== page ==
With India defying Beijing, Tibetans in exile now hope Obama will not only keep his promise to meet the Dalai Lama after his Beijing trip, but also bring up the Tibet issue during his talks with Chinese leaders. Indian politicians would enjoy seeing the US put pressure on China on this issue, and New Delhi certainly does not want Beijing and Washington to grow closer.

Indian Prime Minister Manmohan Singh told his Chinese counterpart, Wen Jiabao, on the sidelines of the Association of Southeast Asian Nations summit in Thailand last month that "the Dalai Lama is our honored guest; he is a religious leader". Indian Minister for Indian External Affairs S M Krishna also said that the Dalai Lama was free to visit any part of India.

India's decision to allow the Dalai Lama visit has been generally welcomed by Tibetans in exile. Professor Samdhong Rinpoche, the prime minister of the Tibetan government in exile, based in Dharamsala in India, gave a brief interview to Asia Times Online shortly before the Dalai Lama set off for his Tawang trip.

Asia Times Online: Would you like to comment on the Dalai Lama visit?

Samdhong Rinpoche: India's stand on the Dalai Lama is wonderful, exemplary and a model for the rest of the world.

ATol: Would you say India is braver than other nations in defying Beijing, in regard to the Dalai Lama issue?

SR: Yes, I agree with your view. As I said before, India stands for truth, and truth has unparalleled strength.

ATol: Do you think India's stance provides a lesson for world leaders, especially Obama's China diplomacy?

SR: Any action which is based on truth and principle always gives lessons to humanity, including [world] leaders.

Tenzin Norsang, the joint secretary of the Tibetan Youth Congress (TYC) - the most radical Tibetan group explicitly seeking Tibet independence, had a different view.

"India is using the Dalai Lama as a political tool to deal with its own issues. By letting the Dalai Lama visit the disputed territory, India is making clear its position that that Arunachal pradesh is Indian territory," he said.

"However, India's bravery towards China will definitely give world leaders a lesson, since everybody is now turning from democracy towards communism [as a result of the global financial crisis]. It surely is a lesson with long-term effects. In these changing times, India has become braver than others in not letting China bully us," added Norsang.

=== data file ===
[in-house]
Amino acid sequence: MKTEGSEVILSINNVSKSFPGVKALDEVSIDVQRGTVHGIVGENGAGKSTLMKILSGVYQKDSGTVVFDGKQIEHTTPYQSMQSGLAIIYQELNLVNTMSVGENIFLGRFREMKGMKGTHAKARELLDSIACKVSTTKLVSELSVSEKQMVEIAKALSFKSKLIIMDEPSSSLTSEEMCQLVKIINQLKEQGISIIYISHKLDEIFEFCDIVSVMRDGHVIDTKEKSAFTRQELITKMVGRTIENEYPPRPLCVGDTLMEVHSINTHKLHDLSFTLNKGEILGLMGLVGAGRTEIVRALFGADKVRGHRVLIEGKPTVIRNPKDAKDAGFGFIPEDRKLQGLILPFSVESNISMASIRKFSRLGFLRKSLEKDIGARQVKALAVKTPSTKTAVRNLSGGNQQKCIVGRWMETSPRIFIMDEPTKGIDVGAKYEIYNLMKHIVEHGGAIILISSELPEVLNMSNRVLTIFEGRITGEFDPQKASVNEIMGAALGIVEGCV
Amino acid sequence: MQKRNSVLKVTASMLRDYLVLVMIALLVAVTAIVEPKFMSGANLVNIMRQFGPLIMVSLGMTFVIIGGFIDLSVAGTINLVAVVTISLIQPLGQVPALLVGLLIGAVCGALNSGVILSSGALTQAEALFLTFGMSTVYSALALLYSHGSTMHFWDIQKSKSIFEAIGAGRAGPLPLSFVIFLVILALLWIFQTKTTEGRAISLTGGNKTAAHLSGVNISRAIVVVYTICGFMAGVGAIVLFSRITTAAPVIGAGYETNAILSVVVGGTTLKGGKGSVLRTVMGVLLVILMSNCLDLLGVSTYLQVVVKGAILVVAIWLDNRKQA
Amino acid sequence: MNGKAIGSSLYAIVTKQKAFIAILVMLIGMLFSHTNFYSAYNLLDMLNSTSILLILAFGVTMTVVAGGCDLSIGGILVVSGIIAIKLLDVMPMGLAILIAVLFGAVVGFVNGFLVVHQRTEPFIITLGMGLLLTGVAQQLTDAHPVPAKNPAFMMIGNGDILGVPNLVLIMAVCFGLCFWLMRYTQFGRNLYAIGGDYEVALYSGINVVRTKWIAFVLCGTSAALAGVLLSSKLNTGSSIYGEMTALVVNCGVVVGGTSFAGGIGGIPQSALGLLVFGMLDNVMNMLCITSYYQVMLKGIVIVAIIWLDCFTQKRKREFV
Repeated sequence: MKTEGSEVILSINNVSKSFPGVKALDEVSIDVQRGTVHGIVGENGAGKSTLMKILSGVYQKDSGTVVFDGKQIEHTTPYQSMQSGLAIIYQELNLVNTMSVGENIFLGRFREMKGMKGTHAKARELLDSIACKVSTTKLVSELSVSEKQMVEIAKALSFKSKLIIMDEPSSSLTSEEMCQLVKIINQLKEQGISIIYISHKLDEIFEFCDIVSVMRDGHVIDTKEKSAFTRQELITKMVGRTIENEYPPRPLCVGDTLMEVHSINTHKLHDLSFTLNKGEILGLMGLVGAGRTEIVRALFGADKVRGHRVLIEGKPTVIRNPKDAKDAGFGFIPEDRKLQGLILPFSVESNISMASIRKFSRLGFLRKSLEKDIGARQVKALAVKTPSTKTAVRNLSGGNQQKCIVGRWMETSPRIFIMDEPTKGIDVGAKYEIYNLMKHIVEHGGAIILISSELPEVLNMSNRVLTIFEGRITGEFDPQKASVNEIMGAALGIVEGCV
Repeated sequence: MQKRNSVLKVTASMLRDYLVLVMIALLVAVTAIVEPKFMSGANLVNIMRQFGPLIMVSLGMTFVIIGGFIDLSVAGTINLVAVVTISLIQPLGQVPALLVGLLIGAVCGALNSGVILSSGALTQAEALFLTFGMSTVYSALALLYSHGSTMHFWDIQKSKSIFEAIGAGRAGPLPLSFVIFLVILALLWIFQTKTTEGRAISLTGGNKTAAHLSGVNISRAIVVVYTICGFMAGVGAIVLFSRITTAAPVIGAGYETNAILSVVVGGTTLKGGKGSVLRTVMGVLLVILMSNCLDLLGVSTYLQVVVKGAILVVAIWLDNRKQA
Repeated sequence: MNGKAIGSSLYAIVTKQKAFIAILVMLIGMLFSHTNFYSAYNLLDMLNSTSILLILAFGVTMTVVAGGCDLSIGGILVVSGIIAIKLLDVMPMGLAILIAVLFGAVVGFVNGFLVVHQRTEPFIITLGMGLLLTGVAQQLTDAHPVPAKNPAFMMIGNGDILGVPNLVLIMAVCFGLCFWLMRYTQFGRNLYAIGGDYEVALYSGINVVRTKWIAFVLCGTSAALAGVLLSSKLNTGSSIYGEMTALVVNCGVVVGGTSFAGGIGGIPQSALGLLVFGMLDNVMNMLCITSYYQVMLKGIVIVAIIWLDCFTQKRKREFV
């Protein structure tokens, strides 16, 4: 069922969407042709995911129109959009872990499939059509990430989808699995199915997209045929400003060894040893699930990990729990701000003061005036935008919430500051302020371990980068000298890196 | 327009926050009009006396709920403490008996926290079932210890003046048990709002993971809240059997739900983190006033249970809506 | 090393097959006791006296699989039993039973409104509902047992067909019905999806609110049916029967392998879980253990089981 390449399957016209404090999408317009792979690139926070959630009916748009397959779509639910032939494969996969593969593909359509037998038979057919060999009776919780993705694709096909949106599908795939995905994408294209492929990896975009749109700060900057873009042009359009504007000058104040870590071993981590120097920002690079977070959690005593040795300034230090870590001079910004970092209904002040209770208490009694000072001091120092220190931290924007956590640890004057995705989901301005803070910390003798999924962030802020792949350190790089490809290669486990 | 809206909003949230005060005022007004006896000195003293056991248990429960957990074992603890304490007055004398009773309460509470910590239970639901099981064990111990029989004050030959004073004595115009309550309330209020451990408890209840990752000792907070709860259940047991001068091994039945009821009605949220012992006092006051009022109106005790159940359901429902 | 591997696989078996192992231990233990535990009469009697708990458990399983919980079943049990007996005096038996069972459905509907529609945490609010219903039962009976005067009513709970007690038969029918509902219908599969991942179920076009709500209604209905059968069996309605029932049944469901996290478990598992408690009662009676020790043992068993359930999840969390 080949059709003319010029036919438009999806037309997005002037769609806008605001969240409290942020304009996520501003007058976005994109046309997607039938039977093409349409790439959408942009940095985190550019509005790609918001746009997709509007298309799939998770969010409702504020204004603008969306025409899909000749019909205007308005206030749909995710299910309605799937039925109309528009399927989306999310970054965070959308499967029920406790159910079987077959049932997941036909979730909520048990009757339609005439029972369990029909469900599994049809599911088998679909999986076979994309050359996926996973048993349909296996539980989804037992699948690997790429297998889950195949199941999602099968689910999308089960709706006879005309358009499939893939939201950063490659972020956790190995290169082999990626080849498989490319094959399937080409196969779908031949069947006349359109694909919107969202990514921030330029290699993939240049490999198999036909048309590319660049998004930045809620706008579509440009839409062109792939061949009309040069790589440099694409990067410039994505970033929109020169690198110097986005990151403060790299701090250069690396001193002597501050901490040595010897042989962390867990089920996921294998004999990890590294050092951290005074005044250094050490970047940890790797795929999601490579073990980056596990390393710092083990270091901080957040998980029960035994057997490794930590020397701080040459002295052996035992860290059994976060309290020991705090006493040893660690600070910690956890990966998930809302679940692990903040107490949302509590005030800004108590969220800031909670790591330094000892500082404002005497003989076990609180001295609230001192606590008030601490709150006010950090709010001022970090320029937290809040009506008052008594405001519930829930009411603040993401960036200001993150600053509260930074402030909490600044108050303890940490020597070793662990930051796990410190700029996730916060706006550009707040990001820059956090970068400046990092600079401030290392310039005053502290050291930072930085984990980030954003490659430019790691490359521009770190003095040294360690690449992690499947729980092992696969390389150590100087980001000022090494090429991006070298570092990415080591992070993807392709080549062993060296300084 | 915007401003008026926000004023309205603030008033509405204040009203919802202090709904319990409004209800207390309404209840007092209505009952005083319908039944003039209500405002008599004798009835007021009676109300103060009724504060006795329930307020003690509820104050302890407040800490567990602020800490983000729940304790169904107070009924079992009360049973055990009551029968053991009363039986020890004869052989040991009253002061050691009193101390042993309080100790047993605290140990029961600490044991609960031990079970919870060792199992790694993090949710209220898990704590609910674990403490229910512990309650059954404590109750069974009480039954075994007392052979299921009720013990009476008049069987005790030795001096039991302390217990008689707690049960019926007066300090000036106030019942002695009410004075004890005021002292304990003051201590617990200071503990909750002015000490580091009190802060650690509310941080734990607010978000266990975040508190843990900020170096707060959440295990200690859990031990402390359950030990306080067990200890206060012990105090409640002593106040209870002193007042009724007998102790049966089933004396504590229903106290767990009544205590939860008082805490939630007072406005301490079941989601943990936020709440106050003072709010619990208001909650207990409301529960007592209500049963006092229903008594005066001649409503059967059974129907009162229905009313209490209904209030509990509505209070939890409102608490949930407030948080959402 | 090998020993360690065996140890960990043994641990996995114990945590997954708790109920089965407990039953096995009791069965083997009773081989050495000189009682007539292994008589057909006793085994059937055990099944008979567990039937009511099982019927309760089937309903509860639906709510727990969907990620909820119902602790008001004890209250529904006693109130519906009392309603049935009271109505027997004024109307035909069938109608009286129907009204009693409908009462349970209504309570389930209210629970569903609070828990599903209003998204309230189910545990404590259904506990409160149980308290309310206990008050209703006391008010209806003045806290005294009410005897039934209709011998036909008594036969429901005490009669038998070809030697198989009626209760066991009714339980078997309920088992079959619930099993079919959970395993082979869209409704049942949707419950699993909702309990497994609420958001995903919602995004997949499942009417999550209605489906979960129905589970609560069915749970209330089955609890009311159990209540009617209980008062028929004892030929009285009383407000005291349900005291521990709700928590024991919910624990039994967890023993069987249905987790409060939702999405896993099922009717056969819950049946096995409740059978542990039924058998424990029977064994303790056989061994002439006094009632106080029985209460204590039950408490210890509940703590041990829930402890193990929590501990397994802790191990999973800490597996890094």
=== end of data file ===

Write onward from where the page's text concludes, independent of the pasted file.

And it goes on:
A young monk named Sherbu from Tawang Monastery, who saw the Dalai Lama on Sunday, described it as the "experience of a lifetime." "He waved back at us and I consider this to be a blessing for me and the people here."

Sherba Lama, a Tibetan who trekked to Tawang from a distant border village to attend the Dalai Lama's religious discourse, said, "He is our god, he is the living Buddha. A glimpse of the Dalai Lama charges you with spiritual power."

At the Dalai Lama's prayer meeting, Kiran Rijiju, leader of the Indian People's Party and a former member of the Indian parliament, said, "It's a socio-religious visit. Our neighbor [China] should not try to politicize his holiness's visit. He has come here to spread the message of peace and harmony. We want to live in peace and revive our trade links with Tibet."

It may be growing trade links between India and China - both members of the BRIC bloc along with Brazil and Russia - that has kept a lid on the simmering border tensions.

Despite verbal criticisms, Beijing has so far refrained from taking any substantial action over the Dalai Lama's Tawang visit. Chinese officials have also recently played down reports of tensions between the two countries, with some saying the tension was created by the Indian media.

New Delhi has barred foreign journalists from traveling to Arunachal Pradesh to cover the Dalai Lama's visit, which analysts have seen as a concession to Chinese sensibilities.

The Dalai Lama has also played down the significance of his visit. "My visit here is non-political," he said on his arrival. "There are a lot of emotions involved here," he said. "When I escaped from China in 1959, I was mentally and physically very weak. The Chinese did not pursue us in 1959, but when I reached India, they started speaking against me."

Saransh Sehgal is a contributor based in Dharamsala, India, who can be reached at info@mcllo.com .

(Copyright 2009 Asia Times Online (Holdings) Ltd. All rights reserved. Please contact us about sales, syndication and republishing.)